When the lives of minorities are in danger around the world, Ireland takes positive steps
On 27 June, conservative rivals Fianna Fáil and Fine Gael formed a so-called ‘historic’ government with the Green Party (GP). But meaningful history was made when new taoiseach (Irish prime minister) Micheál Martin appointed the first Traveller woman ever to the Seanad (Irish senate). This is Ireland’s upper house of parliament where any of its 60 members can introduce legislation.
Then, on 29 June, Dublin city elected GP councillor Hazel Chu as its lord mayor. She is the first Dublin lord mayor born to migrant parents. The lord mayor is the first citizen of the city, presides at meetings of its council, and acts as ambassador both locally and internationally.
As the world battles hate speech, and far right extremists with “anti-immigrant ideology” pose a danger to Ireland, these are important moves and real signs of hope.
On 1 March 2017, Travellers became recognised as a distinct ethnic group in Ireland. Traveller and Roma centre Pavee Point believes this recognition was an important step as it recognised that “Travellers experience racism and discrimination”.
It also allows for Travellers’ specific needs to be met and it rejects the “assimilationist policies and strategies” used to ‘solve’ the Traveller ‘problem’. Additionally it celebrates diversity in Irish society.
Discrimination against Travellers
However, even with this legal recognition, the Council of Europe says Travellers in Ireland still experience discrimination. Its report said:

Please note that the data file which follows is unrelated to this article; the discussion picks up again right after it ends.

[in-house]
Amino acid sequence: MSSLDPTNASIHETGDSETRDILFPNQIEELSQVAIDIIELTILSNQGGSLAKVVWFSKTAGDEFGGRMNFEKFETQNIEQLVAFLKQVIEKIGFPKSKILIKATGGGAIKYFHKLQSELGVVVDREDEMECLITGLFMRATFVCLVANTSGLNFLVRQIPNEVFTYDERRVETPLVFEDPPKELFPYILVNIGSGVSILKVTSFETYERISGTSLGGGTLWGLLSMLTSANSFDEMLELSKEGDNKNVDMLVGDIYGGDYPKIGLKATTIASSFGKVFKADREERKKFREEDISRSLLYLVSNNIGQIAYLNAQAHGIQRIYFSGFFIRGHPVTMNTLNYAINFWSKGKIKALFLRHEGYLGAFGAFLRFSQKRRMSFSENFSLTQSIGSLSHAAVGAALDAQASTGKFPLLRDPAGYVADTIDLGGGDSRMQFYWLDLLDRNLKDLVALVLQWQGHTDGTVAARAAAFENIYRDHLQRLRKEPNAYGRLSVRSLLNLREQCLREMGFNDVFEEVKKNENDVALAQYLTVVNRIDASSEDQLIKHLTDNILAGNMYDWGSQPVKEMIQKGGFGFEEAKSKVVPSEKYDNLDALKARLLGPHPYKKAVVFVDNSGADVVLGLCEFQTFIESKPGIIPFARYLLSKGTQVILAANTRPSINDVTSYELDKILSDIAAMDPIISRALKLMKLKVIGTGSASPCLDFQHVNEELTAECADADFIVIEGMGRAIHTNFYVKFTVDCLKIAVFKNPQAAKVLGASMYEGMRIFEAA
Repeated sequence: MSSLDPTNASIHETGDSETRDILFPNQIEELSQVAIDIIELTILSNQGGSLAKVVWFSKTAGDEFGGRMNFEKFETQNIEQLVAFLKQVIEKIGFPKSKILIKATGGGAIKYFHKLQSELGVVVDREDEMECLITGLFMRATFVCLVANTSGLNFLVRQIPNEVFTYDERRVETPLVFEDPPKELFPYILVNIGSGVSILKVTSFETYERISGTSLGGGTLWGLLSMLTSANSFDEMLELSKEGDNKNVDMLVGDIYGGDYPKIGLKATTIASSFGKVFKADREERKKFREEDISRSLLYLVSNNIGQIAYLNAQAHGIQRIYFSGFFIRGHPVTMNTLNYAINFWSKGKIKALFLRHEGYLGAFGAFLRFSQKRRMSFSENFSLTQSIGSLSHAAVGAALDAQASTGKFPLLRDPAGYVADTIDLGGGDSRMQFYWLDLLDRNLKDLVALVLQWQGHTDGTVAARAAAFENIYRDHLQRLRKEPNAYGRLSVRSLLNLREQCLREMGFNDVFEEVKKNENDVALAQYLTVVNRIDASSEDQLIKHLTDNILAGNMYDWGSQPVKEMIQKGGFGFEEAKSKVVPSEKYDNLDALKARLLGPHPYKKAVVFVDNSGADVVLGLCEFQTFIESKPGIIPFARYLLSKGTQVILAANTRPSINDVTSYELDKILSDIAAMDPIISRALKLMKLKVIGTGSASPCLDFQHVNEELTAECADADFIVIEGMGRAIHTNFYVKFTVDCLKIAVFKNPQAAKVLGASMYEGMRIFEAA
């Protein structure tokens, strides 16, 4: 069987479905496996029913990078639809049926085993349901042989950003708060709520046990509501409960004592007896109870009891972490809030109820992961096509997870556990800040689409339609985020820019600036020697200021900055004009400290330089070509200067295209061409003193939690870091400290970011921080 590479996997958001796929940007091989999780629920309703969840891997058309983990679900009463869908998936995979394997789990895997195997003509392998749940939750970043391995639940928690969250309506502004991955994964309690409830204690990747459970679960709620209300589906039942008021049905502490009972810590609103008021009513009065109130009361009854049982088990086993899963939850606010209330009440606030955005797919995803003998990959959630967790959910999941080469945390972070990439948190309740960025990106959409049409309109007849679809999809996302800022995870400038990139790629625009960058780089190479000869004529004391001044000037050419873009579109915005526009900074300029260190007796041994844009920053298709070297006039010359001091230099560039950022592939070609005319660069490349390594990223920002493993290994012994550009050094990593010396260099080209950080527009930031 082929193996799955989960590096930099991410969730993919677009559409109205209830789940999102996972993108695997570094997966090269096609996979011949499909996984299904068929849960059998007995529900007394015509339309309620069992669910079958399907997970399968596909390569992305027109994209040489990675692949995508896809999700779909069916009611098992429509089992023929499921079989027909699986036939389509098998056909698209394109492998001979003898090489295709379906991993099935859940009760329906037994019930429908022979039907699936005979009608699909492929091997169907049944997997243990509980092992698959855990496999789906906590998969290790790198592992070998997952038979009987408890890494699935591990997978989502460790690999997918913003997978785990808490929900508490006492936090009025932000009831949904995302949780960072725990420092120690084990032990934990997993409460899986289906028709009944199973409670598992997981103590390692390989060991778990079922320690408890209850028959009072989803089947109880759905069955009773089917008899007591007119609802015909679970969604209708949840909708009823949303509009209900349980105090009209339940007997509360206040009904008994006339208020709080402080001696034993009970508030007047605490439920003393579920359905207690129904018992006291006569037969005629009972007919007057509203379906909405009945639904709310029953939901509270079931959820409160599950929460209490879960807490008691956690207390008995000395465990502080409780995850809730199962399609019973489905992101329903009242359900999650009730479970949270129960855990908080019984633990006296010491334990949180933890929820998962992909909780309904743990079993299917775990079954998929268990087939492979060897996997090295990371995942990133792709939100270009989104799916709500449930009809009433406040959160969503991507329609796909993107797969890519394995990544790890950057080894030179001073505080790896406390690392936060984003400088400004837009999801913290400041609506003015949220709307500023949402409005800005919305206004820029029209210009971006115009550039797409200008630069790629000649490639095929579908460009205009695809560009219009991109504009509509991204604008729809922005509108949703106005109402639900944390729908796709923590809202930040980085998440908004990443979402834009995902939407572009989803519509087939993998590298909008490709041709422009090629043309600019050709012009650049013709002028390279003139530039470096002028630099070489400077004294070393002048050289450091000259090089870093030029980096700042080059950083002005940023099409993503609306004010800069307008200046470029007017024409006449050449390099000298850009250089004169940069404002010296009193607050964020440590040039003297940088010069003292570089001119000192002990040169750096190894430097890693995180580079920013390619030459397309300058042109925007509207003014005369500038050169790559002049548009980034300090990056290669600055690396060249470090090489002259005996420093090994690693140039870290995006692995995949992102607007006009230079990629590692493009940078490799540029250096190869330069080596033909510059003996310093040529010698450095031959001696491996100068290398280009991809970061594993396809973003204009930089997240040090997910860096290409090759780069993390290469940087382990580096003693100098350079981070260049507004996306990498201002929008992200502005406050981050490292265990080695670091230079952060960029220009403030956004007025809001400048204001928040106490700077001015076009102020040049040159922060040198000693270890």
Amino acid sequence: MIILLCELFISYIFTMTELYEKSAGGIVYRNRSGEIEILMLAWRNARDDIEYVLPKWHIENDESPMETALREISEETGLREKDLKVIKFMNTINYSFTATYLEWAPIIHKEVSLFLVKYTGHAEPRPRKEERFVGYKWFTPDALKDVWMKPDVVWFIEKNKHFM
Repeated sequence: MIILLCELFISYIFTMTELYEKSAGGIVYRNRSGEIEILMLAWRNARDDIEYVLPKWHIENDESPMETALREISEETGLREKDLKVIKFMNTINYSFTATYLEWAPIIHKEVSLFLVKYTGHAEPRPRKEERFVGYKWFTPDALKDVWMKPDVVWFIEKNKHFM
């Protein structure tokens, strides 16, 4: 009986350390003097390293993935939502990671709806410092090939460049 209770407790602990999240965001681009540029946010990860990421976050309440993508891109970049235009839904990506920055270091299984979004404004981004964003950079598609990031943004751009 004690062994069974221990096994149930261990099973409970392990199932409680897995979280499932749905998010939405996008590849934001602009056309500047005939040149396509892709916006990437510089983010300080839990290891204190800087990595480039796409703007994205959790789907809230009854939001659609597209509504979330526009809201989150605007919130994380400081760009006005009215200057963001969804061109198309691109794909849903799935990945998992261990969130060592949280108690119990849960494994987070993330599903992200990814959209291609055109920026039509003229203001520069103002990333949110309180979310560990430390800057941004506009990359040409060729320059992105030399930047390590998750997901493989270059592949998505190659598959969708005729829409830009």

Travellers are 38 times more likely to report discrimination with regard to access to shops, public houses and restaurants, than other ‘white Irish’ persons.
And they are:
between 9 and 22 times more likely than other ‘white Irish’ persons to experience discrimination in access to housing
Eileen Flynn works as an activist and in community development. She took part in campaigns in Ireland on Traveller and women’s rights and abortion issues. And now that’s she’s a senator she’s in a position to introduce legislation. Her aim is to introduce legislation to deal with hate crime in Ireland.
Minority rights in Ireland
And while the position of Dublin city mayor is mainly ceremonial, Chu’s GP wanted to change its role. In 2016, the GP proposed legislation to make the position directly electable by the people. And while it hasn’t happened yet in Dublin, it did in Limerick city.
Chu was first elected to Dublin City Council in May 2019. And just over a year later she became its mayor with support from various political parties.
She has spoken up for a review of hate crime legislation in Ireland while personally experiencing online racist abuse. Ireland is one of the few countries in the EU without purpose-built anti-hate crime legislation.
While far-right parties have gained ground in Europe and the US, far-right parties in Ireland have almost no electoral support. What’s more, recent electoral losses for the far right in local French elections are further cause for celebration.
But with widespread racist attitudes reported across Ireland, outright celebration is far from being an option. The 2020 US presidential election campaign and racist abuse against Black Lives Matter protesters give even more reason for concern.
The election and appointment of Chu and Flynn may be small steps, but they’re important ones. And as their positions can affect real change, they could grow to be even more important.
Featured image via YouTube – VideoParliament Ireland / YouTube – GreenPartyIreland
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